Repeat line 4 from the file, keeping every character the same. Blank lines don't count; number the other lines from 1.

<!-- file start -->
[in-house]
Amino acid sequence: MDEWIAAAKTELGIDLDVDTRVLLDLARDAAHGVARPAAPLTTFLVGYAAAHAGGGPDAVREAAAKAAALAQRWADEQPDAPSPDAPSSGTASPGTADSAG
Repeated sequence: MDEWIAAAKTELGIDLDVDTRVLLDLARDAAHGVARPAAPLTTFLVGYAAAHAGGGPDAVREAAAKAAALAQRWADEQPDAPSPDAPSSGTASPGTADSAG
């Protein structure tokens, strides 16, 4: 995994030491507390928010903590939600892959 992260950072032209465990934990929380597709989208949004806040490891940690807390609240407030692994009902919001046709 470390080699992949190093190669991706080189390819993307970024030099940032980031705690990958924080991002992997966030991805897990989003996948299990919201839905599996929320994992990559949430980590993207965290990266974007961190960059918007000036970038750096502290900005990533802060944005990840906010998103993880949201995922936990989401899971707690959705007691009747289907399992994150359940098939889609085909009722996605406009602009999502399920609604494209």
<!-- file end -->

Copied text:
């Protein structure tokens, strides 16, 4: 995994030491507390928010903590939600892959 992260950072032209465990934990929380597709989208949004806040490891940690807390609240407030692994009902919001046709 470390080699992949190093190669991706080189390819993307970024030099940032980031705690990958924080991002992997966030991805897990989003996948299990919201839905599996929320994992990559949430980590993207965290990266974007961190960059918007000036970038750096502290900005990533802060944005990840906010998103993880949201995922936990989401899971707690959705007691009747289907399992994150359940098939889609085909009722996605406009602009999502399920609604494209």